Why Buyers Should Beware of Food Marketing Claims

If you are watching your weight, which cereal do you think best help you achieve your goal?

Kellogg’s Special K


Kellogg’s Corn Flakes

This question came up recently when my mom was in town visiting. She is on a weight loss diet and said, “I eat Corn Flakes for breakfast but I try to eat Special K whenever I can.”

And my response was: “Why? One is not different than the other.”

And even my husband piped in to say, “Of course there is a difference. Special K is better,” a comment to which my Mom wholeheartedly agreed.

So if I asked you the same question, what would your answer be?

If you have seen the myriad of Special K TV commercials, you would assume this cereal has some magic weight loss formula. In fact, this commercial challenges you to drop jean size in two weeks.

Now that’s a marketing claim if I ever heard one!

But buyers beware. Marketing can be louder than pounds at times.

So back to the original question:

Special K has 120 calories in one cup of cereal. The same amount of Corn Flakes, on the other hand, has 100 calories. Both have less than 1 gram of dietary fiber, so there’s little chance you’ll poop your way to weight loss (sorry, but we use that word a lot in our household).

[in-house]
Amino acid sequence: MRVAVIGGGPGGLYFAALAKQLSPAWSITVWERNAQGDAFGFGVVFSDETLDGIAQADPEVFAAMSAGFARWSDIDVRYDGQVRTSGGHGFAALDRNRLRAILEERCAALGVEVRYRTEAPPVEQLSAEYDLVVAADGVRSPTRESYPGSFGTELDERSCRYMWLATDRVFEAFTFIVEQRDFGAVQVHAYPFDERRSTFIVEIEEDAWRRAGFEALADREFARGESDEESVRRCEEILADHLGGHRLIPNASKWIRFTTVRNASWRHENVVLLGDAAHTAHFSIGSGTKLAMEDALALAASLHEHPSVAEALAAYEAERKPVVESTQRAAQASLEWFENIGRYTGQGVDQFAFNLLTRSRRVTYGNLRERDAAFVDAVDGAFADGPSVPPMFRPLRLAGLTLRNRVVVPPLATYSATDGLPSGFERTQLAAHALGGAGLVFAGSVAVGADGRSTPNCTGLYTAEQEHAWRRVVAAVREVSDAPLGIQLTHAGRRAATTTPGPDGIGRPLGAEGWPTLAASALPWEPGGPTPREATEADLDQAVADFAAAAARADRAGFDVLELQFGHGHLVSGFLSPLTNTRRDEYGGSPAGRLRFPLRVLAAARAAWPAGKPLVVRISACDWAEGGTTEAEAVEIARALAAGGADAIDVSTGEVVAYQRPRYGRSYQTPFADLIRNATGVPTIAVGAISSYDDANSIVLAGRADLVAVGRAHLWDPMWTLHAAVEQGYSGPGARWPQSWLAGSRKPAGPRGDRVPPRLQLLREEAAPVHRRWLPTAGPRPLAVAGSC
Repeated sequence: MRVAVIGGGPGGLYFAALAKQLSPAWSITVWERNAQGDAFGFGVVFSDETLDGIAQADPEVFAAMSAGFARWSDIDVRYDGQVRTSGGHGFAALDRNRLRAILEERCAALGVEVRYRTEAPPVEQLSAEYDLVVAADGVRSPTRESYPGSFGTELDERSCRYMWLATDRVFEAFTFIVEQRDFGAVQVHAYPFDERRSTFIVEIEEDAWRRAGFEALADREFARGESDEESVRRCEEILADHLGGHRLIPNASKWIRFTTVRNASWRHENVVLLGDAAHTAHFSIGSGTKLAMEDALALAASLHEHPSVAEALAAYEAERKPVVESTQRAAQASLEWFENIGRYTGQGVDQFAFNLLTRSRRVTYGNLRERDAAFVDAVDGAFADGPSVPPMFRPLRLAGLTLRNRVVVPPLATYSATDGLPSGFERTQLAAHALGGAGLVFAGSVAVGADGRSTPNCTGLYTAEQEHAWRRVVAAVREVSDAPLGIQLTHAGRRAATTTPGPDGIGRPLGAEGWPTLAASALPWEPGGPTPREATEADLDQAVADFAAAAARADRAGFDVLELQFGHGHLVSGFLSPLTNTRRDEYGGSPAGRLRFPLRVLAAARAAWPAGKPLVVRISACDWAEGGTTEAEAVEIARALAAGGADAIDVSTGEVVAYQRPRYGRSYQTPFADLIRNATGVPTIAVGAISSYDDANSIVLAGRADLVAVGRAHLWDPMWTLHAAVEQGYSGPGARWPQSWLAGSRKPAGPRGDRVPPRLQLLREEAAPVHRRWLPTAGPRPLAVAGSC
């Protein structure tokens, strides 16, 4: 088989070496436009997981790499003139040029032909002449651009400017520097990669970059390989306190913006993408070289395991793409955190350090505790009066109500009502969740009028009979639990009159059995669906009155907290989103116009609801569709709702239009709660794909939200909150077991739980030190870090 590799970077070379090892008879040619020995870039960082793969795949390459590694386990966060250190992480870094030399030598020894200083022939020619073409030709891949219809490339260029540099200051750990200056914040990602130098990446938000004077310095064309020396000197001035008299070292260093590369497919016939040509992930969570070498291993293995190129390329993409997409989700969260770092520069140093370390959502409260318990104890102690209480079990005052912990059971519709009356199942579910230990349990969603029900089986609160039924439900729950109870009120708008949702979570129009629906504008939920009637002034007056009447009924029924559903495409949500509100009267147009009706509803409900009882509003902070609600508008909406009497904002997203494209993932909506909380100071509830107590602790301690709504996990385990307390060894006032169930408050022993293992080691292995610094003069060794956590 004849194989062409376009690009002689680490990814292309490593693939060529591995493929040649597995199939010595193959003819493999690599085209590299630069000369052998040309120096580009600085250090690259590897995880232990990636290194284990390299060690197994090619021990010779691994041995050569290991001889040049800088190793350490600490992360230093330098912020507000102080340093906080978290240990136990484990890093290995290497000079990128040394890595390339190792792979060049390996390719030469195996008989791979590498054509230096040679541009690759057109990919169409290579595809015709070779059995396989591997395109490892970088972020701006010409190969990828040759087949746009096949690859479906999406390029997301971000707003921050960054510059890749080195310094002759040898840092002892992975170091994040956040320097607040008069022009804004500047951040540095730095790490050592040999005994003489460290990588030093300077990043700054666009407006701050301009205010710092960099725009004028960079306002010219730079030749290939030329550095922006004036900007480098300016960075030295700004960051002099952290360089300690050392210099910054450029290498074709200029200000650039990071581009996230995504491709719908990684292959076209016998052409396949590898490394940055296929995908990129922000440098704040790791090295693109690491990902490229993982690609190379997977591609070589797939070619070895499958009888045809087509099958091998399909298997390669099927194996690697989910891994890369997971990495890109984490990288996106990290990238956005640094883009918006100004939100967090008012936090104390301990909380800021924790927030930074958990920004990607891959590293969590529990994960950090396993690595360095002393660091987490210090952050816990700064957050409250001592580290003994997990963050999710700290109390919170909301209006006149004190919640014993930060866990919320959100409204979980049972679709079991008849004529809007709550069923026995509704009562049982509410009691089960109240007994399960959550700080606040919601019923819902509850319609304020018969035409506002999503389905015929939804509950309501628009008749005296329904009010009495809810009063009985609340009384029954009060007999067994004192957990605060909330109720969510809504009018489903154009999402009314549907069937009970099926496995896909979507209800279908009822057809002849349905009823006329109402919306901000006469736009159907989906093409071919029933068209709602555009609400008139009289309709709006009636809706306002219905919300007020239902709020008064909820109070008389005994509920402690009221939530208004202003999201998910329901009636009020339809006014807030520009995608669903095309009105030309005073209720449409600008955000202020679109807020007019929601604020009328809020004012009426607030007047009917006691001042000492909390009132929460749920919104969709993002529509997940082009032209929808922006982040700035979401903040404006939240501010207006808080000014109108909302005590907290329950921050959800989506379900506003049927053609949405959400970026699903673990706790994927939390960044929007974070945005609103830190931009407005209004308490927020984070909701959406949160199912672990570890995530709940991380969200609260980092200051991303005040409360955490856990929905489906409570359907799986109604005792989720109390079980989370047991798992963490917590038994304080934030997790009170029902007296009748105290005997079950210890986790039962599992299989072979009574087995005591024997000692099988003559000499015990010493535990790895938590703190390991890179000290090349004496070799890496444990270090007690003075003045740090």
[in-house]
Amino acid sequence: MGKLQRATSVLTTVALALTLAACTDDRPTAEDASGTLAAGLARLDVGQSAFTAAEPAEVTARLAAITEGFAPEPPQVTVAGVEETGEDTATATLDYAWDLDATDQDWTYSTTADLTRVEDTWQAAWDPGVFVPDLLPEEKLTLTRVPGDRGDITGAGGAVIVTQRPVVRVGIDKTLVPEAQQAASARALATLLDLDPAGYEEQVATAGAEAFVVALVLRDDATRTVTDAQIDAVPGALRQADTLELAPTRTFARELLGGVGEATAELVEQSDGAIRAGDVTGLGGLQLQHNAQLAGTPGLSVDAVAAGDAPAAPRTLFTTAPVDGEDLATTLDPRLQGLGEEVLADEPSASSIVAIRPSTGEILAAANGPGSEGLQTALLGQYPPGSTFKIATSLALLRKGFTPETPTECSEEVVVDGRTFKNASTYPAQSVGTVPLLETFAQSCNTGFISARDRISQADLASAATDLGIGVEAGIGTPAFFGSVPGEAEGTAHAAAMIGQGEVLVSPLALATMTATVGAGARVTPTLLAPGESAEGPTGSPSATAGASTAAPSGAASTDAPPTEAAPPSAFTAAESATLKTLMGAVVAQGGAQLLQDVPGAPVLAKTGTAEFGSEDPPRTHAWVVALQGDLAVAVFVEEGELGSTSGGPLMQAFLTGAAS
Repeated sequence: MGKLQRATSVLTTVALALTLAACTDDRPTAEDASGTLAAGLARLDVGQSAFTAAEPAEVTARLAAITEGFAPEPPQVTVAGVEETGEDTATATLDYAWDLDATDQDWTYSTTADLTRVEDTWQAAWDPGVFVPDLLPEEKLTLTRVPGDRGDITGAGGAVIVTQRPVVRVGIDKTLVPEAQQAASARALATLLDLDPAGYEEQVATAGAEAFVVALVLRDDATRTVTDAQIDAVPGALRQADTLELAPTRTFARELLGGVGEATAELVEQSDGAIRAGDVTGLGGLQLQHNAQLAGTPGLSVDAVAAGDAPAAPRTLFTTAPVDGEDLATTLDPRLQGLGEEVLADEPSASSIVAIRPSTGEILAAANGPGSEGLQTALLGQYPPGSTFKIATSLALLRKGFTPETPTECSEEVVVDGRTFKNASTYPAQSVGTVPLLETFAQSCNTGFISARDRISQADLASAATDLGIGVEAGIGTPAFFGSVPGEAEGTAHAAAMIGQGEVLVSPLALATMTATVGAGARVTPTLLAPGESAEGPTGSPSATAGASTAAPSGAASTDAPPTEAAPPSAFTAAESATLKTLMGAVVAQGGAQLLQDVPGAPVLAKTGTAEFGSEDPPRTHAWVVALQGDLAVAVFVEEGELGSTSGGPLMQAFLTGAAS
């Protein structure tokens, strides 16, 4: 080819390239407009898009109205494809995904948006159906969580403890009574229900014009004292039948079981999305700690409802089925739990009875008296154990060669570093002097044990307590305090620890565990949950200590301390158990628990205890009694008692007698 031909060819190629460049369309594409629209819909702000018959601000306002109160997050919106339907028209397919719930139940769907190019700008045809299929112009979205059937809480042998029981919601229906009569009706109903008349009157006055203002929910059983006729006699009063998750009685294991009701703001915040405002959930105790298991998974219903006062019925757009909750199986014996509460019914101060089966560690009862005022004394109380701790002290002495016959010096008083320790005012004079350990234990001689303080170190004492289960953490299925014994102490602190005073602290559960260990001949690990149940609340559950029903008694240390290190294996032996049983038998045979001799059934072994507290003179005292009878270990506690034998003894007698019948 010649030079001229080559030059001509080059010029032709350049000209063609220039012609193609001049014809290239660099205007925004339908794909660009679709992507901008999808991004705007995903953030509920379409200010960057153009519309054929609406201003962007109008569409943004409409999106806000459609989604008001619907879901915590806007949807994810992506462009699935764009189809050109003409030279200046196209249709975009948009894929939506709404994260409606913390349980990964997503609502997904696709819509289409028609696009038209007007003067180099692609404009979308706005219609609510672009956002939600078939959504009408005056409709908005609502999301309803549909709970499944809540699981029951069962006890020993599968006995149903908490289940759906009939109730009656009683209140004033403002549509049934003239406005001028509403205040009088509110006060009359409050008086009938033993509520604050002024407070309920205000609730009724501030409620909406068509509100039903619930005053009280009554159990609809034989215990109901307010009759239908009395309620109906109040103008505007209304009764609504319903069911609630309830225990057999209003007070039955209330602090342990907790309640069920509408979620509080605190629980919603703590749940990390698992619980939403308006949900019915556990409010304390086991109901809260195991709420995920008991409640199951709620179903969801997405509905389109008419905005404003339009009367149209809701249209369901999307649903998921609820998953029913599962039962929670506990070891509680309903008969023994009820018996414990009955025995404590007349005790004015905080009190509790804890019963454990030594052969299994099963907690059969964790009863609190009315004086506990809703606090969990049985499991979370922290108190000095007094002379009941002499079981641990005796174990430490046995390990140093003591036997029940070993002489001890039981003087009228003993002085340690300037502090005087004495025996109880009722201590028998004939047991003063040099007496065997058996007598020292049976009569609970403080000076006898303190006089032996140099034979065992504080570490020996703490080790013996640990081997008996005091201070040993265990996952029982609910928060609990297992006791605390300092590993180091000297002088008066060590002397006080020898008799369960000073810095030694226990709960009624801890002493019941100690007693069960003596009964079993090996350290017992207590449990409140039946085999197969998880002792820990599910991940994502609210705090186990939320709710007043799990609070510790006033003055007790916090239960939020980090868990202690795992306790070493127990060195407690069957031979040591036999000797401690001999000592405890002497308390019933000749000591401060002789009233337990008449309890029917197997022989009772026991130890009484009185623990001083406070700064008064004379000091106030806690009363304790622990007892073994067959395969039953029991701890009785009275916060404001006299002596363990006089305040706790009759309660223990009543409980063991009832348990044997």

Special K does have more added nutrients, though.  Check out the nutrition labels below:

So which is “better?” Guess that depends on how you define better. I don’t really think one will help you lose more weight than the other, especially since breakfast is only one meal during a person’s day. But buyers should beware that  marketing claims are subject to interpretation.

Here are some marketing slogans/claims from top selling cereals:

Cheerios is a superfood for your heart (by helping remove some bad cholesterol from your body).

Frosted Mini Wheats have 8 layers of whole grain fiber to keep kids full and focused.

Life Cereal promotes healthy hearts and is an excellent source of B-vitamins to convert food into energy.

Kashi GOLEAN – A bowl has as much protein as an egg.

Moral to the story: Read nutrition labels and ingredients’ lists. What you see on TV may not always be as promising as it sounds. And don’t forget that a healthy diet – rich with nutrients and heart healthy – requires more than just a bowl of cereal.

Melinda Hinson